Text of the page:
1

0

-1

4

3

2

1

0

5

4

3

2

1

6

5

4

3

2

7

6

5

4

3

8

7

6

5

4

c

a

Table I.6

   I.10 The second inverse operation [1]2] for the first direct operation [1].
  
   Now, for [1]2], let's build the Table I.7 from the Table I.1 (using (I.8.1) and (I.8.3)) (rearranging "b" and "c" in the Table I.1):
  

[1]2]

2

3

4

5

6

7

8

c

1

1

2

3

4

2

1

2

3

4

3

1

2

3

4

4

1

2

3

4

a

b

Table I.7

   From (I.8.2), (I.8.3), Table I.4, and Table I.7, we see that
   b = a [1]2] c = c [1]1] a = c - a; (I.10.1)
   To populate the Table I.7 completely, you have numbers a, c be taken from the integers. Then b will be also an integer. And operation [1]2] becomes equal with operation [1]. And then we get Table I.8:
  

[1]2]

2

3

4

5

6

7

8

c

1

1

2

3

4

5

6

7

2

0

1

2

3

4

5

6

3

-1

0

1

2

3

4

5

4

-2

-1

0

1

2

3

4

a

b

Table I.8

   We now have:
   x [1] y = x + y; (I.10.2)
   x [1]1] y = x - y; (I.10.3)
   x [1]2] y = y - x; (I.10.4)
  
  
   I.11 Connection of operation [2] with operation [1].
   The operation of summation is taught at school first. Then move on to the study of the second operation - multiplication. Let's look at some examples of connection of these operations.
   3 + 3 = 3 * 2 = 6; (I.11.1)
   3 + 3 + 3 = 3 * 3 = 9; (I.11.2)
   2 + 2 + 2 + 2 = 2 * 4 = 8; (I.11.3)
   We rewrite these examples in the new notation:
   3 [1] 3 = 3 [2] 2 = 6; (I.11.4)
   3 [1] 3 [1] 3 = 3 [2] 3 = 9; (I.11.5)
   2 [1] 2 [1] 2 [1] 2 = 2 [2] 4 = 8; (I.11.6)
   The multiplication operation is formed as follows: to the left of the multiplication operation, the summand is written, and to the right of it, the number of these summands is written.
  
   I.12 The first inverse operation [2]1]for the second direct operation [2].
   Second direct operation [2]:
   a [2] b = c; (I.12.1)
   From (I.8.2) for n = 2 we obtain a definition for [2]1]:
   c [2]1] b = a; (I.12.2)
   Using Table I.2, we obtain Table I.9 for [2]1] (changing "a" and "c" in the Table I.2):

[2]1]

1

2

3

b

1

1

2

2

1

3

3

1

4

2

5

6

3

2

7

8

9

3

c

a

Table I.9

   Table I.9 shows that [2]1] is a division "/":
   a = c [2]1] b = c / b; (I.12.3)
   But not all the cells in Table I.9 are filled in yet. Let's look for c and b among integers so that a was also integer. And we get Table I.10:
  

[2]1]

1

2

3

b

1

1

2

2

1

3

3

1

4

4

2

5

5

6

6

3

2

7

7

8

8

4

9

9

3

c

a

Table I.10

   For empty cells in Table I.10 there were no numbers among integers. That is, operation [2]1] is not equal to operation [2] on the set of integers. Equality of these operations can be achieved by introducing new fractional numbers. Then all empty cells in Table I.10 can be filled with new fractional numbers. And we get Table I.11:

[2]1]

1

2

3

b

1

1

1/2

1/3

2

2

1

2/3

3

3

3/2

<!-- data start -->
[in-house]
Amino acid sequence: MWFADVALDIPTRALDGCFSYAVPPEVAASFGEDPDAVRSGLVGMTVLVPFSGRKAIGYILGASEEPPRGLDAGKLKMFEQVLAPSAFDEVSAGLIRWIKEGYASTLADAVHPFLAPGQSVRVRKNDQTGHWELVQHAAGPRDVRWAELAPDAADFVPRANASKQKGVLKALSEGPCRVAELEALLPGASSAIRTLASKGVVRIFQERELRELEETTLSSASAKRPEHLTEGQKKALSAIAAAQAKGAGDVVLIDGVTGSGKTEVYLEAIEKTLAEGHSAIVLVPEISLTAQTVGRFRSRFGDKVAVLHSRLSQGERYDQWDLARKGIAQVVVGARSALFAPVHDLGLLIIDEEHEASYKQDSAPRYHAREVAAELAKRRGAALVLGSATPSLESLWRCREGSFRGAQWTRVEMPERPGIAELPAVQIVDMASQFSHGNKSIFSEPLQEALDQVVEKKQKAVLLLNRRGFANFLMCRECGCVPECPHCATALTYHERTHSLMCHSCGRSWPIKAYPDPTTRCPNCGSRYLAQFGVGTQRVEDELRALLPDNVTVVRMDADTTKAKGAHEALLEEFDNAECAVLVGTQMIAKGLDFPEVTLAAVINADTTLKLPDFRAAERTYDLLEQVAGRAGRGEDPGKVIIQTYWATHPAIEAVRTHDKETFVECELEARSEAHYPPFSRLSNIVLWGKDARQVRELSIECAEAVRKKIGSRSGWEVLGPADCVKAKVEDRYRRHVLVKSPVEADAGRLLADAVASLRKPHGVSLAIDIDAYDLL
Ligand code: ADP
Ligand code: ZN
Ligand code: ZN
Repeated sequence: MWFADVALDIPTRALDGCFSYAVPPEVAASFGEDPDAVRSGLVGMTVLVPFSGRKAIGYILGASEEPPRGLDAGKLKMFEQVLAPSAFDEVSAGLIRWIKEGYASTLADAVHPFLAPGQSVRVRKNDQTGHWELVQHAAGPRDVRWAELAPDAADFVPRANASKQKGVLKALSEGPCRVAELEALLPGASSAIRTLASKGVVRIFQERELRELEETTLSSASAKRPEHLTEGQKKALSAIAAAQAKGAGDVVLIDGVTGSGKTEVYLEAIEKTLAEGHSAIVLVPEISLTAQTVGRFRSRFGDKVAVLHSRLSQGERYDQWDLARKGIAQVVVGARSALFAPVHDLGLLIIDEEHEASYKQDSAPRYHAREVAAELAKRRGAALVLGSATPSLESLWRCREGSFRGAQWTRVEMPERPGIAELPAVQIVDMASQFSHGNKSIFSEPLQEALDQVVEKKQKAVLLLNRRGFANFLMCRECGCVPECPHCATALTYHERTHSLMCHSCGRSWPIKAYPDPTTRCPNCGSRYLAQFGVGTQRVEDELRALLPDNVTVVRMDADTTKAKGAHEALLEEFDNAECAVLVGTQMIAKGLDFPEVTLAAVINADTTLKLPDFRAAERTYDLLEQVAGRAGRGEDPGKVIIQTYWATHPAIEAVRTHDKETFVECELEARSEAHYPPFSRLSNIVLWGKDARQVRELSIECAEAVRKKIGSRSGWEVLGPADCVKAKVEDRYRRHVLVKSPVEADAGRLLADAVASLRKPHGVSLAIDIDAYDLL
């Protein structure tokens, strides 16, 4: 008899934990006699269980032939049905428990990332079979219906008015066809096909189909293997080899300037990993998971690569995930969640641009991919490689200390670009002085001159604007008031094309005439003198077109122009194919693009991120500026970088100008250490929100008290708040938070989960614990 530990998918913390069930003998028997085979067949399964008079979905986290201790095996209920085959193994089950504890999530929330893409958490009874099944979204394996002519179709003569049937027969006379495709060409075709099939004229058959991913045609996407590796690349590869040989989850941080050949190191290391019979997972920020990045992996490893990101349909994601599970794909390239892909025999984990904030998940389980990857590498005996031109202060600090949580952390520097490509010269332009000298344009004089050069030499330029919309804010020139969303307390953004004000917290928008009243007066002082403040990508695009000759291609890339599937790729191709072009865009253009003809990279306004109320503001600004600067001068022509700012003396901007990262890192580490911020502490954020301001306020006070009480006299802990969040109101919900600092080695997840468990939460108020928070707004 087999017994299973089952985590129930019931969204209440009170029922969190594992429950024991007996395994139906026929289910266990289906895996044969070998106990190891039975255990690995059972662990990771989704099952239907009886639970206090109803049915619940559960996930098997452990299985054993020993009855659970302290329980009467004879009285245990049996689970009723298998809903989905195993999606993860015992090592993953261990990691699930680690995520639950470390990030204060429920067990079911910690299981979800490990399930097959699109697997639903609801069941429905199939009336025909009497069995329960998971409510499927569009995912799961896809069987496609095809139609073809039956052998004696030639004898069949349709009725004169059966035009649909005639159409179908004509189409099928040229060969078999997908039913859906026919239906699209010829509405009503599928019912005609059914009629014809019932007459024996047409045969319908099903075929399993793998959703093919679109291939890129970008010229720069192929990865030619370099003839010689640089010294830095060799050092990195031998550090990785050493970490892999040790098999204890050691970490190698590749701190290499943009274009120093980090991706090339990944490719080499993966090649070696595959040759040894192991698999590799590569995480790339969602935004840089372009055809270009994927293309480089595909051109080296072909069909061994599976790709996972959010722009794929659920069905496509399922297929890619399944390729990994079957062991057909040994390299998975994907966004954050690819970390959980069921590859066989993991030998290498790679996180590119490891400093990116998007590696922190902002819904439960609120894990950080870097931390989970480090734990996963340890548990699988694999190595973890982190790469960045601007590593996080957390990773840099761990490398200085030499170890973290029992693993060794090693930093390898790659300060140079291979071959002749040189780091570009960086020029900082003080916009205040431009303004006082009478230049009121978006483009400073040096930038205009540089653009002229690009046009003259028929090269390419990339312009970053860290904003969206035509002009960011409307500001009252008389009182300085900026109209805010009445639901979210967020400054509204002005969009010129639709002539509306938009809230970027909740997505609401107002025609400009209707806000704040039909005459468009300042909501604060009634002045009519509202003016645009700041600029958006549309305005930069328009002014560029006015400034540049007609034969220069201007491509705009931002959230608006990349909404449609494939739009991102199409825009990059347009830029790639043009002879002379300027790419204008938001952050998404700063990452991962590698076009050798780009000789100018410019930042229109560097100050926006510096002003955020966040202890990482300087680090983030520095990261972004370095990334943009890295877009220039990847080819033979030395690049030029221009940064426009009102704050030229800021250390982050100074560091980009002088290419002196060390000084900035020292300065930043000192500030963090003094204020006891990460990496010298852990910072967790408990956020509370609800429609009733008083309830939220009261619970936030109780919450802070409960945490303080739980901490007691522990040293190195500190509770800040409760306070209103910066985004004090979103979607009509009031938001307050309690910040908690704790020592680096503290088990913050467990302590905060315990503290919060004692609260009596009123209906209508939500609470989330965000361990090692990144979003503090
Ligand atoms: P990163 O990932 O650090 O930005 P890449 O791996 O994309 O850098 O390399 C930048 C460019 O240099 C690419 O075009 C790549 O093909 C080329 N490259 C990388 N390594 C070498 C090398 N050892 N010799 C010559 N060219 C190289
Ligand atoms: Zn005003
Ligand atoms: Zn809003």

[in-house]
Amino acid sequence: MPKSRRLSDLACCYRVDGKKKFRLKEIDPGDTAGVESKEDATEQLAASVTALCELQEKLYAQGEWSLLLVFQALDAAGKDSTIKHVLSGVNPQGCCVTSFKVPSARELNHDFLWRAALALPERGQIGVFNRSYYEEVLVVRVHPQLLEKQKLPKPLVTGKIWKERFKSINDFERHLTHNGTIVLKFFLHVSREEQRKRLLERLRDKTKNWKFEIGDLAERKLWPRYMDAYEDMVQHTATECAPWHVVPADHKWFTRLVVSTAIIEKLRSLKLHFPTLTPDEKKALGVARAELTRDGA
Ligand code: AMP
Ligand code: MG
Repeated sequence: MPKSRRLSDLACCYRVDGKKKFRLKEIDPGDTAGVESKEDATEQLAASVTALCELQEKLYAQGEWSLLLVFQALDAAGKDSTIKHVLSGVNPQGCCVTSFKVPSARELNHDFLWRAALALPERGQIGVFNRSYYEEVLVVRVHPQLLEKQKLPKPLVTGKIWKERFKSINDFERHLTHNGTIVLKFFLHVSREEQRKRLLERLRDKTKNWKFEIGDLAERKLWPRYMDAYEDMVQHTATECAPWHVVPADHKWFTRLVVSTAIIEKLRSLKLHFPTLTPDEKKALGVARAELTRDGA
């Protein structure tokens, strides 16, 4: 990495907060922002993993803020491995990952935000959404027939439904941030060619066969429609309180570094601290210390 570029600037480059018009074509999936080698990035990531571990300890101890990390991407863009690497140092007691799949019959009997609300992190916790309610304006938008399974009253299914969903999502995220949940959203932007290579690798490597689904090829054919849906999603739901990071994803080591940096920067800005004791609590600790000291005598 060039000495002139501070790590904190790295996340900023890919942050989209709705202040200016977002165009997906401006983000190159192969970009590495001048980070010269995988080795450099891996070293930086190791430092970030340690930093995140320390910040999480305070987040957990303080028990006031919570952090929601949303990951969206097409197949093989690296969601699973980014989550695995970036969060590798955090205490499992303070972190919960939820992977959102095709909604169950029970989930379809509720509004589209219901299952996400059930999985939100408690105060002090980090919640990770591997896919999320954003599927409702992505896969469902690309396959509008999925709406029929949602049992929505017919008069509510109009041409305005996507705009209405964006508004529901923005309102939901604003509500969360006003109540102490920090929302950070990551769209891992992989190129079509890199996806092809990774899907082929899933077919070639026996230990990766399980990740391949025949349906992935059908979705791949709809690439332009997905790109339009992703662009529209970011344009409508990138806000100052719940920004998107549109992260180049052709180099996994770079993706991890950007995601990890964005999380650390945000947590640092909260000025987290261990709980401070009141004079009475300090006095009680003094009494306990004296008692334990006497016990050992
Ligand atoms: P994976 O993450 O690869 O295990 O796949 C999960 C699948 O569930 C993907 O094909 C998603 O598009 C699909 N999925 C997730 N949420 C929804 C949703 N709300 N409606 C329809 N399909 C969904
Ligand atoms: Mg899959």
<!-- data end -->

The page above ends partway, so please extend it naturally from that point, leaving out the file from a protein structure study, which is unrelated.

1

4

4

2

4/3

5

5

5/2

5/3

6

6

3

2

7

7

7/2

7/3

8

8

4

8/3

9

9

9/2

3

c

a

Table I.11

   Integers together with fractional numbers are called rational numbers. And for any pair of rational numbers a, b in (I.12.1) there will be a rational number c. Also for any pair of rational numbers c and b in (I.12.2) there will be a rational number a. That is, operations [2] and [2]1] became equal on the set of rational numbers.
   I.13 The second inverse operation [2]2] for the second direct operation [2].
   Second direct operation [2] of (I.8.1) at n = 2:
   a [2] b = c; (I.13.1)
   From (I.8.3) for n = 2 we obtain a definition for [2]2]:
   a [2]2] c = b; (I.13.2)
   Using Table I.2, we obtain (changing "b" and "c" in the Table I.2) Table I.12 for [2]2]:

[2]2]

1

2

3

4

5

6

7

8

9

c

1

1

2

3

2

1

2

3

3

1

2

3

a

b

Table I.12

   This Table shows that b = c / a; (I.13.3)
   But not all the cells in Table I.12 are filled in yet. Let's look for c and a among integers so, that b is also integer. And we get Table I.13:

[2]2]

1

2

3

4

5

6

7

8

9

c

1

1

2

3

4

5

6

7

8

9

2

1

2

3

4

3

1

2

3

a

b

Table I.13

   For empty cells in Table I.13 there were no numbers among integers. That is, operation [2]2] is not equal to operation [2] on the set of integers. Equality of these operations can be achieved by introducing new fractional numbers. Then all empty cells in Table I.13 can be filled with new fractional numbers. And we get Table I.14:

[2]2]

1

2

3

4

5

6

7

8

9

c

1

1

2

3

4

5

6

7

8

9

2

1/2

1

3/2

2

5/2

3

7/2

4

9/2

3

1/3

2/3

1

4/3

5/3

2

7/3

8/3

3

a

b

Table I.14

   Integers together with fractional numbers are called rational numbers. And for any pair of rational numbers a, b in (I.13.1) there will be a rational number c. Also for any pair of rational numbers a and c in (I.13.2) there will be a rational number b. That is, operations [2] and [2]2] became equal on the set of rational numbers.